“You Just Don’t Understand” – how men and women don’t communicate
I don’t know about you, but I sometimes expect my husband to read my mind.
Like the time we had booked in a dog called Roger*. We are a dogsitting host for Barking Mad. It’s fabulous – we love dogs yet we don’t want to commit to the time and expense of owning a dog. Plus it’s a sneaky way of getting my kids more active at the weekends (shhhh don’t tell them that).
Normally on a Friday, I’m at home all day. It’s my blog-writing accounts-checking marketing-planning house-sorting CEO day. I rarely work with clients or run workshops on a Friday. On this particular Friday, unusually I’m not at home because I’m booked to attend an all day workshop. It’s on the family calendar. I’d mentioned it at the weekend.
Monday morning I remind my husband “You remember I’m out all day Friday?” My husband does the food shopping and cooking (usually on a Friday afternoon) so he needs to know I’ll be home late. Normally on a Friday, he teaches one class and he’s home for the rest of the day.
Monday afternoon I get a call from Barking Mad. “Are you able to dog sit for Roger over the weekend? Arrive around 10am Friday, go home 10am Monday.”
I check with my husband first: “What do you think? Is it ok for us to have Roger again at the weekend? Drop-off 10am Friday, pickup Monday morning?” “Oh yes, great. We can take him to High Elms on Sunday”.
Perfect. Roger is booked in to arrive 10am on Friday.
Roger is a popular dog with our family. He is a rescue dog – mostly labrador with a bit of staffy. Loves his cuddles. Suffers from anxiety issues and doesn’t like being left on his own for more than an hour or so.
Wednesday evening, we settle down to watch Masterchef Australia over a glass of New Zealand Sauvignon Blanc. I say to my husband “Do you remember my friend Karen from Harrow? She’s going to be at the workshop with me on Friday. I haven’t seen her in ages.”
Thursday night, just as we’re going to bed “So excited, Roger’s back tomorrow. By the way, what time do you need to leave for your class in the morning?”
Husband: “It starts at 10 so I need to leave by 9.30am.”
Me, a bit confused: “So have you arranged to start a bit later, then?”
Husband: “No, why?”
Me: “Well what about Roger? If you’re not going to be here at 10 …. “
Husband: “Where are you then?”
Me: “Don’t tell me you’ve forgotten that I’m bleep bleep bleep out all day at that bleep bleep bleep workshop? But I checked with you on Monday about being here. Surely you remembered when I mentioned I’m seeing Karen last night. I can’t just cancel – you just don’t understand.” I was seething. Absolutely furious. Spitting nails. He couldn’t exactly cancel his class and it was too late to rearrange Roger’s visit. But I’d told him. I had.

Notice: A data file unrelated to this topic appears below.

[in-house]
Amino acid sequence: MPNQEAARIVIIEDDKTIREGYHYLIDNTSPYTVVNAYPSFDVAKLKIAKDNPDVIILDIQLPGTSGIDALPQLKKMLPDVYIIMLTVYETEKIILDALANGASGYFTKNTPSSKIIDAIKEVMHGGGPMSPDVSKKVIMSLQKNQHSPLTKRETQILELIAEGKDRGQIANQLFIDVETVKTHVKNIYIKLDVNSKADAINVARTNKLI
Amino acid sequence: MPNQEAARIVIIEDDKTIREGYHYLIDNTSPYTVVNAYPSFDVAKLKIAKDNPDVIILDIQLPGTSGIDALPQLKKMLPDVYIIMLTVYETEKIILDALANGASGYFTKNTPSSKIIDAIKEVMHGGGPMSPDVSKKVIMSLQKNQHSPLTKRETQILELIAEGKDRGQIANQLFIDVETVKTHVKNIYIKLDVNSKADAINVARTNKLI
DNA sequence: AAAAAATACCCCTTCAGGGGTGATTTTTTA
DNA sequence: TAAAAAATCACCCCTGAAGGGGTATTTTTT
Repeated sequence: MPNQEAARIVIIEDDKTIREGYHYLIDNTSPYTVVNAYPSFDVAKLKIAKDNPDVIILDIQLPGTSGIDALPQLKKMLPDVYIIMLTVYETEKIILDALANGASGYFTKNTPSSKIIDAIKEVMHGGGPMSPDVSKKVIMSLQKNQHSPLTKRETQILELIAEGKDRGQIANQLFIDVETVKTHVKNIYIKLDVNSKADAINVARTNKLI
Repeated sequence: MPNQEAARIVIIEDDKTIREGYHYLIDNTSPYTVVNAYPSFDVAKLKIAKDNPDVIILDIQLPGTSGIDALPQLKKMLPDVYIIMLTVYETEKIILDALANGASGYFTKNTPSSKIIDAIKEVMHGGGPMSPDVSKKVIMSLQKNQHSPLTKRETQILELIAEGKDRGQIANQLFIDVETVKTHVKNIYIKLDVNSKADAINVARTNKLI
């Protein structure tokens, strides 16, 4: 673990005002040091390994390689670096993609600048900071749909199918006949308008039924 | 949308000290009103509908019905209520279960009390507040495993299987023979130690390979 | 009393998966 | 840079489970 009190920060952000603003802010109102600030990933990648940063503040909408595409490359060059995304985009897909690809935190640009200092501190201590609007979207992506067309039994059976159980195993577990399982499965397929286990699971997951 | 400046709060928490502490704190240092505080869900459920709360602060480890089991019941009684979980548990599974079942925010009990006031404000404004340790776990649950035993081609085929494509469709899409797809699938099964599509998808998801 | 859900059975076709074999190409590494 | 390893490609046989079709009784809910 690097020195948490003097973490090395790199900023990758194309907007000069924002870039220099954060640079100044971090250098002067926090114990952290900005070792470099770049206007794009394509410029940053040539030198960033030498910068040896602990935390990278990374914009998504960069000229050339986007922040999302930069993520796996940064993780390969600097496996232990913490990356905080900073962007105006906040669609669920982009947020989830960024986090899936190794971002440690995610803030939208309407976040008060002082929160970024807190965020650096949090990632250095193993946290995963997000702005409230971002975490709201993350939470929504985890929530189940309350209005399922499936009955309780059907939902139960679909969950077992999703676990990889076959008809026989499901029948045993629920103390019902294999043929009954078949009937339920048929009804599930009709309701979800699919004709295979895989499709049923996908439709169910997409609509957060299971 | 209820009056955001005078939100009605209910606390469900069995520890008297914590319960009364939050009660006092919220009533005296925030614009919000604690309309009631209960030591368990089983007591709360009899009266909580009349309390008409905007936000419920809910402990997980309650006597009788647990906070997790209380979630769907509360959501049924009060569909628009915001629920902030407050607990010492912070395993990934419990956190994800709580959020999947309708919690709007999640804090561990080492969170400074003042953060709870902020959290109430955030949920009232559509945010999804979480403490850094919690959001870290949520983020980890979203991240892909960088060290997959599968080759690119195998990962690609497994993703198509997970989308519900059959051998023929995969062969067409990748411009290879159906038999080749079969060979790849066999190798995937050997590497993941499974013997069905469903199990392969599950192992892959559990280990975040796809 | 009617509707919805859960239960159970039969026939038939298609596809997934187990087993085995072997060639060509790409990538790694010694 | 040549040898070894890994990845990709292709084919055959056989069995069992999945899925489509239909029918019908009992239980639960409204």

And yes I had. But I hadn’t been specific in what I wanted.
You just don’t understand
Even though I have learned through my studies and research, that men and women tend to communicate differently, I still expected my husband to read my mind.
Women expect men to know what we want; men expect women to tell them what we want. This difference in styles is almost guaranteed to lead to communication conflict! Have you ever heard yourself saying “You just don’t understand“.
I had told my husband that I was out all day Friday. I had checked with him whether it is OK for Roger to arrive at 10am on Friday. My mistake was that I expected him to make the connection: “Sherry’s not here. I need to be here at 10am for Roger”.
What I could have said instead: “What do you think? We’ve been asked to dogsit Roger again at the weekend? Drop-off 10am Friday, pickup Monday morning. Remember I am out on Friday so you will need to be here at 10am to let him in. Is that ok?”
If you want to improve your communication and avoid those ‘misunderstandings’, you’ll love this book You Just Don’t Understand: Women and Men in Conversation.
I first came across the author, Deborah Tannen, when I was working in a law firm and wanted to be a better leader. She is a professor of linguistics and her book explores the gender differences in communication style.
My main learning point from the book (though clearly I don’t always put it into practice): if you want a man to do something, you have to tell him what you want him to do. A sideways request does not work. Another example:
“It’s recycling day tomorrow” to you or me, might imply “and therefore I want you to take the recycling boxes out”.
However a man hears “It’s recycling day tomorrow”. (He might think “Yes, so it is”). If you want your partner (and I’m assuming you have a male partner, here) to take out the recycling boxes, you will get less frustrated when you are more direct e.g.
“Can you take the recycling boxes out before you leave in the morning.”
Do you see the difference? So often the mums that I talk to who are going back to work after a career break or want to change career direction, feel overwhelmed because they don’t see how they are going to fit it all in. Yet often your husband or partner will do more or do things differently …. if only you ask. It’s not being bossy; it’s being confident and direct. Try it and see.
What about you?
What about you? Do you sometimes expect a man to read your mind? I’d love to hear your stories of how you’ve expected a man to read your mind. Just wondering, how can you apply this to the way you communicate at work? How you express your expectations? Your skills? Or your ambitions?
And by the way, I cancelled my networking meeting. Through gritted teeth but I couldn’t leave Roger out in the cold.
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(*name changed to protect the innocent)